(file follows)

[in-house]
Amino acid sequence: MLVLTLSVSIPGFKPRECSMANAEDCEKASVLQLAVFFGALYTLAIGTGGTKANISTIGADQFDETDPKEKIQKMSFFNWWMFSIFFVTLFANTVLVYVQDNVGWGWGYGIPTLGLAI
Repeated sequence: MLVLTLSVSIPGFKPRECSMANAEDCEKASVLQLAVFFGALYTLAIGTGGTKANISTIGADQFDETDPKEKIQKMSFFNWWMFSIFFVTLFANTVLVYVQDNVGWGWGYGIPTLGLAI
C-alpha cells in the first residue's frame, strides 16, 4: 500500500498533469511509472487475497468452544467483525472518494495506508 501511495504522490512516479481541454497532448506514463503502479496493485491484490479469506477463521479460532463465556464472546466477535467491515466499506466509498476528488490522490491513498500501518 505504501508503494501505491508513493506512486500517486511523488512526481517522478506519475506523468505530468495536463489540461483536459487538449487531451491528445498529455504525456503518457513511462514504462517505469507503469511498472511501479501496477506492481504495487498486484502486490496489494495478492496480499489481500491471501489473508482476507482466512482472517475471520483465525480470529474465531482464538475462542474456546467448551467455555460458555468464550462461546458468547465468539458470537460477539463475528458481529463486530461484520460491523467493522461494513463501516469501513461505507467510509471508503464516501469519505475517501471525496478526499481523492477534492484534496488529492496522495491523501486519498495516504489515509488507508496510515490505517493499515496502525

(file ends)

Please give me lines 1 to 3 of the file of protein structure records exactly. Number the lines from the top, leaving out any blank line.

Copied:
[in-house]
Amino acid sequence: MLVLTLSVSIPGFKPRECSMANAEDCEKASVLQLAVFFGALYTLAIGTGGTKANISTIGADQFDETDPKEKIQKMSFFNWWMFSIFFVTLFANTVLVYVQDNVGWGWGYGIPTLGLAI
Repeated sequence: MLVLTLSVSIPGFKPRECSMANAEDCEKASVLQLAVFFGALYTLAIGTGGTKANISTIGADQFDETDPKEKIQKMSFFNWWMFSIFFVTLFANTVLVYVQDNVGWGWGYGIPTLGLAI